The Blue Hills natural gas plant near Canyonlands Field Airport has been flaring off gas since the nearby Greentown Pipeline owners cut off the plant's access to a 14-mile section of their line. Seventh District Judge Lyle R. Anderson ordered the pipeline owners this week to reopen the line, which could bring an end to the flaring. [Moab Sun News file photo]

The Blue Hills natural gas processing plant doesn’t want to flare off its residue natural gas any longer, and it might not have to.

A Seventh District Court judge this week granted the plant owners’ request for a preliminary injunction against a nearby pipeline operator that shut off access to its 14-mile system. The move by Pacific Mining & Energy and its partners forced the plant to burn off its residue gas in violation of the Utah Oil and Gas Conservation Act.

Judge Lyle R. Anderson ordered Pacific and its partners to reopen their Greentown Pipeline to a joint venture partnership that recently purchased Fidelity Exploration & Production’s assets near Moab, including the plant.

Reno-based Pacific cut off the plant’s access to its lateral gas pipeline on April 5, when the new partnership that does business under the banner of Wesco Operating, Inc., rejected its request for a $10 million cash bond.

The pipeline owners say they sought the high amount because they know nothing about the joint venture partners’ operating histories, or their financial status. The plant uses 60 percent of the pipeline’s capacity, and Pacific officials say they fear that any corrosive materials in the gas could damage their pipeline, which was valued at $42 million in 2008.

“We’d like to make money on the pipeline, but we don’t want to take on the risk,” Pacific Mining & Energy President Dan Green told the Moab Sun News.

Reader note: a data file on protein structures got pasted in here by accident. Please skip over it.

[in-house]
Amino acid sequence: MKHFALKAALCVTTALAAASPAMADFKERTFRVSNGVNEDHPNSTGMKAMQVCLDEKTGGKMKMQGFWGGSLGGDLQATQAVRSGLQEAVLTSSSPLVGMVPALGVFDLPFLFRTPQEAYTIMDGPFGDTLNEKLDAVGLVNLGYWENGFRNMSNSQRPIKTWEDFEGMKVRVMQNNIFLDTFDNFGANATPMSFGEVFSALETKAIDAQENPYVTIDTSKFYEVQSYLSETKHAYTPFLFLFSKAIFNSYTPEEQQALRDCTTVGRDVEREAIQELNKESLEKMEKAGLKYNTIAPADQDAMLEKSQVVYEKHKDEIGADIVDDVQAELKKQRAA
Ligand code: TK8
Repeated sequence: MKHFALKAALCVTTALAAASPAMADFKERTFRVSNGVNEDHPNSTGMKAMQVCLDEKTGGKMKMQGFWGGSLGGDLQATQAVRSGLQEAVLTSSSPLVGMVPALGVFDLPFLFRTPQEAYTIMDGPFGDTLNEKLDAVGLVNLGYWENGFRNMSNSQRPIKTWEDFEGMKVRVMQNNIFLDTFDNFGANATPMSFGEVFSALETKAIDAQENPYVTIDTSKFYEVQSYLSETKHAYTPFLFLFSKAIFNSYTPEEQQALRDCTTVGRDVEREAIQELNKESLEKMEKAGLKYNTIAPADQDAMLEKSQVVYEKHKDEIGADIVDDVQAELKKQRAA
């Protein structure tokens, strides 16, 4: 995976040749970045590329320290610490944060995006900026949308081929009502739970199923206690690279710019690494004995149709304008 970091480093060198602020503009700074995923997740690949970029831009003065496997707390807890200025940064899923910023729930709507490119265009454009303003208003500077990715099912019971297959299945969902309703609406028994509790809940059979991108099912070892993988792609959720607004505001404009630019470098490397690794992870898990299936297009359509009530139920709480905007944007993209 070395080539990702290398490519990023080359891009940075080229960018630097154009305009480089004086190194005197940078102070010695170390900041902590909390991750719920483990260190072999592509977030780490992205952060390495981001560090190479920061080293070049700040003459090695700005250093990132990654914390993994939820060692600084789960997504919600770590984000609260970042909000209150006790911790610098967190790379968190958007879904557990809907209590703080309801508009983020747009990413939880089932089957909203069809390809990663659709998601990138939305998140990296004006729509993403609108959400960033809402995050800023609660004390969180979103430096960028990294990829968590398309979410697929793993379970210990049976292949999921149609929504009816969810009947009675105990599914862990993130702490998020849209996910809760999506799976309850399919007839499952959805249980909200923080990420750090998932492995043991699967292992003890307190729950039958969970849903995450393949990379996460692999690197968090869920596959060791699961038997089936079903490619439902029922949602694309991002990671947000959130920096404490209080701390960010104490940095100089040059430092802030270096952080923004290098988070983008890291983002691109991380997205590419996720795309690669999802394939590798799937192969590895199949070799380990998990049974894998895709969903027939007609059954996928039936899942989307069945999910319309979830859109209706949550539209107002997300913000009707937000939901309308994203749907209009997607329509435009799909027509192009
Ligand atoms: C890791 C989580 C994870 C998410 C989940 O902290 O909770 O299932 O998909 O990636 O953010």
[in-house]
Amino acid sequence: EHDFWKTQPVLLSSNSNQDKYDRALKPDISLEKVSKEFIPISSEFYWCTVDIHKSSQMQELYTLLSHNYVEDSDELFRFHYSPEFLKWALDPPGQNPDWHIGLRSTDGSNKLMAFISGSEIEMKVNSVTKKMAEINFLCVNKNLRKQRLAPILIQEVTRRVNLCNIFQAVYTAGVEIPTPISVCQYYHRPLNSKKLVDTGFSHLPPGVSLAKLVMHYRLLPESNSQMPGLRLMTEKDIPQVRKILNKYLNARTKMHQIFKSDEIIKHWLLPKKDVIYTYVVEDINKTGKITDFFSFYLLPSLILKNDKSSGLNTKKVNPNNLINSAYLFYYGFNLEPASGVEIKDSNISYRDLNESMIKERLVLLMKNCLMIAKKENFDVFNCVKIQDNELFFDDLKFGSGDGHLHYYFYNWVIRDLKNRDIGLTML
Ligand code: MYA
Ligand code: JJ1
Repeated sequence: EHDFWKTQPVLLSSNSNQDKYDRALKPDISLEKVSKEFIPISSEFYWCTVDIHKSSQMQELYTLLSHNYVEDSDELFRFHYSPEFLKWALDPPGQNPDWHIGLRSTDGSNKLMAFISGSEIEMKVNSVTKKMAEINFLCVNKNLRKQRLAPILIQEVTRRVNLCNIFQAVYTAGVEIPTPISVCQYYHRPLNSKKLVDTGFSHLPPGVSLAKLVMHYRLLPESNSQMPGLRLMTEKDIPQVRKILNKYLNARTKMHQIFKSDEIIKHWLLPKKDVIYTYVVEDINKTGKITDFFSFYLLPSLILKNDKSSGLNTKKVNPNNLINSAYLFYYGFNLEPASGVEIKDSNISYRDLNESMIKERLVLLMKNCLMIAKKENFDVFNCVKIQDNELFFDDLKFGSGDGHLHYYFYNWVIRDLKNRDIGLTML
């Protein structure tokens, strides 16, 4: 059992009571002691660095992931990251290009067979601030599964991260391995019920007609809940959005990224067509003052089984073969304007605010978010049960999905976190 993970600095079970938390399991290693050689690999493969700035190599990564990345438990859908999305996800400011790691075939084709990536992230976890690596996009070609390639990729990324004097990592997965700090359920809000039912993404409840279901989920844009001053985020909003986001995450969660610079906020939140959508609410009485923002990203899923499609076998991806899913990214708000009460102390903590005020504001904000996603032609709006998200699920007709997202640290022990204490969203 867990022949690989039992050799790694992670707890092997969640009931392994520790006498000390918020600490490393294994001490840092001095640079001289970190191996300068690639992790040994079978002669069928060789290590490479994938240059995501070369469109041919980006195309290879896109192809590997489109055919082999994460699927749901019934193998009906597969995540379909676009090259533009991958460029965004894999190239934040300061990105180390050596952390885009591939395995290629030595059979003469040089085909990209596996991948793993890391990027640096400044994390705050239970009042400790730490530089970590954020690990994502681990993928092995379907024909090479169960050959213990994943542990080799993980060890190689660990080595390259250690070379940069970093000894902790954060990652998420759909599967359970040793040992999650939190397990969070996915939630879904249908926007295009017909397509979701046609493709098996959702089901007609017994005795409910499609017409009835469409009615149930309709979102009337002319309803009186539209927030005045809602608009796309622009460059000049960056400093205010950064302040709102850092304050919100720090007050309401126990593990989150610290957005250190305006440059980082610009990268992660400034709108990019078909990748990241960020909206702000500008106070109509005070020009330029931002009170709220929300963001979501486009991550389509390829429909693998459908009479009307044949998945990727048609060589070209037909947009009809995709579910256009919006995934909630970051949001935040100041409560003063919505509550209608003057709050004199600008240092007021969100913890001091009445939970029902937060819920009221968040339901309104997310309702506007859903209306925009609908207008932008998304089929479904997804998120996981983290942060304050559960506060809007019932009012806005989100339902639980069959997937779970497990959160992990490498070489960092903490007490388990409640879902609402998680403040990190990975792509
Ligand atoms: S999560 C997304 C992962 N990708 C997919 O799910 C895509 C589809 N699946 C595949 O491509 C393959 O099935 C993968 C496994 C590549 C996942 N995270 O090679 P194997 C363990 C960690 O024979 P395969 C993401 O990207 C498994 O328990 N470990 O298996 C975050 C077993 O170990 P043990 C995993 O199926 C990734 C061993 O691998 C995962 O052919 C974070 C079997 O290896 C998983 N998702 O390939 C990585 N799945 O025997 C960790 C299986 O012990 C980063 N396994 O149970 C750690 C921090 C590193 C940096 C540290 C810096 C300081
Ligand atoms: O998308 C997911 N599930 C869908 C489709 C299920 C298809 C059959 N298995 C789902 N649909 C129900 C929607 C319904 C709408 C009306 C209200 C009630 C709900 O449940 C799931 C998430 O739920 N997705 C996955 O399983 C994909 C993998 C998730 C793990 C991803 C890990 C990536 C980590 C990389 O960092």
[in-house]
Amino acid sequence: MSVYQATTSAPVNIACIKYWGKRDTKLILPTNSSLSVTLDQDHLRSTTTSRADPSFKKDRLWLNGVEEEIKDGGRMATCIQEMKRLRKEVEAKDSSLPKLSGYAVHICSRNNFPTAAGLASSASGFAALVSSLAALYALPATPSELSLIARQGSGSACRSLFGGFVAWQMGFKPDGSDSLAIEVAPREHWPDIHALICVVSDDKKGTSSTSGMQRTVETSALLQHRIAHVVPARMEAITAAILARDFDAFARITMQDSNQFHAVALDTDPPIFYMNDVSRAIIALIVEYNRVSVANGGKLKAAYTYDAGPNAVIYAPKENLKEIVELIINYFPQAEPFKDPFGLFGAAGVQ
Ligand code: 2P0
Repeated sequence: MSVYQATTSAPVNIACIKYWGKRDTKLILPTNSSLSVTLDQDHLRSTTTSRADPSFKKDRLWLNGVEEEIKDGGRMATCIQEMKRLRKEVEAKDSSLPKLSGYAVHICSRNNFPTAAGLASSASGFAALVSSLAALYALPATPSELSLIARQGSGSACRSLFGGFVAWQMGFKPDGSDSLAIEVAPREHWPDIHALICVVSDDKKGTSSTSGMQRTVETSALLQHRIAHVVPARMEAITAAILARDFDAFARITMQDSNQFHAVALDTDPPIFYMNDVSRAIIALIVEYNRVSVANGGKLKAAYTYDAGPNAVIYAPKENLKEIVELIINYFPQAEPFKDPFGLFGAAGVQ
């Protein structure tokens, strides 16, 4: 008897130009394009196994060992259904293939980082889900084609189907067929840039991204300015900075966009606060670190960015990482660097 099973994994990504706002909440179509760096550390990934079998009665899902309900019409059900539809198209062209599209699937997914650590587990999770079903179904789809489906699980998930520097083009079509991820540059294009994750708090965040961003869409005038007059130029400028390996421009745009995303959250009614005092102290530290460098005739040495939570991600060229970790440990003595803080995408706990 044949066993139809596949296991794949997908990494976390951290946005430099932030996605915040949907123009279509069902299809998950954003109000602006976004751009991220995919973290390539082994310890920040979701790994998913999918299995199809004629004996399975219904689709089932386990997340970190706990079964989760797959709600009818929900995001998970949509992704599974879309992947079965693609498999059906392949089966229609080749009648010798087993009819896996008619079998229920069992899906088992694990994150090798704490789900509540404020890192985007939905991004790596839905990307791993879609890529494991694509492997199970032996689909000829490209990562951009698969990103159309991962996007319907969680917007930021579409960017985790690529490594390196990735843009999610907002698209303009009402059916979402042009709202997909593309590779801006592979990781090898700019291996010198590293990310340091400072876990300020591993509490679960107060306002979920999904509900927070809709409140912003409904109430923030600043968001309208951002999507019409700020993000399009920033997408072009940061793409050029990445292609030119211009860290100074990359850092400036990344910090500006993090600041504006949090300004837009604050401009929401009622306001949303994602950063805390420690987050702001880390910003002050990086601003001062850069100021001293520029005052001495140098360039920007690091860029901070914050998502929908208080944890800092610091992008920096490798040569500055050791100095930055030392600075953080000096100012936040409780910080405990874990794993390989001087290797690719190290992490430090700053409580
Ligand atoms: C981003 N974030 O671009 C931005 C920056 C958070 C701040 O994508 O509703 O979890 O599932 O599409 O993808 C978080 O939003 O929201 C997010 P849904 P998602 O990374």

But Judge Anderson said that based on all of the concerns he heard in court this week, he doesn’t believe that Pacific’s stated fears will come to pass in the near future, as litigation drags on.

“I don’t think that what we have here is a pipeline in danger of dying tomorrow,” he said during a preliminary injunction hearing on Tuesday, May 10.

While the judge said he is likely to grant the joint venture partnership’s request for a permanent injunction against Pacific, he said he must also consider the possibility that the line could be damaged at some point.

The residue gas is a byproduct of oil production from the Cane Creek Unit wells in the Big Flat area off state Route 313. From there, the Dead Horse Lateral Pipeline carries the gas to the processing plant west of Canyonlands Field Airport, about 7 road miles off U.S. Highway 191.

Plaintiffs’ attorney Mark L. Burghardt of Holland & Hart LLP said in court filings that residue gas from the plant does not contain corrosive acids that could harm the pipeline.

“The parade of catastrophic events described by the Defendants will not occur,” Burghardt wrote.

However, defense attorney Craig C. Halls surprised the plaintiffs’ attorneys, the judge and audience members by announcing in open court that recent sampling results confirm the presence of bacteria in the pipeline.

The bacteria can cause “pitting” in the pipeline, he said, which could eventually lead to gas leaks. Any time there are impurities in the system, he said, it becomes an issue of public safety.

Halls said the results from the February sampling work only came to light within the last week or so, yet he told the court that Pacific sought the higher bond amount partly because of the bacteria in the line. However, none of Pacific’s court filings mention the bacteria, and Judge Anderson reprimanded Halls for making those claims.

“You don’t get to keep shifting the field, Mr. Halls,” he said.

Nonetheless, Green indicated that he will report the findings to Williams Companies, Inc., which owns and operates the nearby Northwest Pipeline, the main artery of the natural gas transmission system that runs between the Four Corners region and the Pacific Northwest.

The Greentown line connects the gas processing plant to the Northwest Pipeline, and if Williams cuts off access to its property, he said, Pacific cannot be held responsible for the shutdown.

The judge agreed with him.

“But a word of caution about that, if someone thinks that’s a way out,” Anderson said. “You’d be shutting yourselves down (as well).”